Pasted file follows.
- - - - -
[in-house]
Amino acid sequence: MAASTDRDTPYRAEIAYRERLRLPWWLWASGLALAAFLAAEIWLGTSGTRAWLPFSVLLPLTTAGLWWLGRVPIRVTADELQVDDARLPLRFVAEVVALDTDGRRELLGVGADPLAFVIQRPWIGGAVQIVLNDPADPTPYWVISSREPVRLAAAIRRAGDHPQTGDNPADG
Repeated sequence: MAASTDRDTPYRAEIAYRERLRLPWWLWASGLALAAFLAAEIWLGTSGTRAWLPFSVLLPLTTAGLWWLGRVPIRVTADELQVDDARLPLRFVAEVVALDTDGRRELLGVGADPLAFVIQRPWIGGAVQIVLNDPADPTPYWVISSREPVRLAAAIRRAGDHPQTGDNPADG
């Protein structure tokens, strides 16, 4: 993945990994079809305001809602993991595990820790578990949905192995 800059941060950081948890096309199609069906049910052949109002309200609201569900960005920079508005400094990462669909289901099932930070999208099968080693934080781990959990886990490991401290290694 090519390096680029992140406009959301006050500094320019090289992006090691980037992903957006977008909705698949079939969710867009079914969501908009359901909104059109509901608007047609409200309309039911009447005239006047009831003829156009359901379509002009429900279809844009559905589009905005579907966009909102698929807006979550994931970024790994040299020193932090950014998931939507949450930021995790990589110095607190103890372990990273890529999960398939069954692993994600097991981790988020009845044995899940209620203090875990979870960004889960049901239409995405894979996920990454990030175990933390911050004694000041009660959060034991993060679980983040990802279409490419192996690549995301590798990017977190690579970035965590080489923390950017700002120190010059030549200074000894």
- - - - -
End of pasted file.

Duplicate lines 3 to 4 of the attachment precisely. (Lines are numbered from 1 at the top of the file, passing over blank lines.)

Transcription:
Repeated sequence: MAASTDRDTPYRAEIAYRERLRLPWWLWASGLALAAFLAAEIWLGTSGTRAWLPFSVLLPLTTAGLWWLGRVPIRVTADELQVDDARLPLRFVAEVVALDTDGRRELLGVGADPLAFVIQRPWIGGAVQIVLNDPADPTPYWVISSREPVRLAAAIRRAGDHPQTGDNPADG
């Protein structure tokens, strides 16, 4: 993945990994079809305001809602993991595990820790578990949905192995 800059941060950081948890096309199609069906049910052949109002309200609201569900960005920079508005400094990462669909289901099932930070999208099968080693934080781990959990886990490991401290290694 090519390096680029992140406009959301006050500094320019090289992006090691980037992903957006977008909705698949079939969710867009079914969501908009359901909104059109509901608007047609409200309309039911009447005239006047009831003829156009359901379509002009429900279809844009559905589009905005579907966009909102698929807006979550994931970024790994040299020193932090950014998931939507949450930021995790990589110095607190103890372990990273890529999960398939069954692993994600097991981790988020009845044995899940209620203090875990979870960004889960049901239409995405894979996920990454990030175990933390911050004694000041009660959060034991993060679980983040990802279409490419192996690549995301590798990017977190690579970035965590080489923390950017700002120190010059030549200074000894």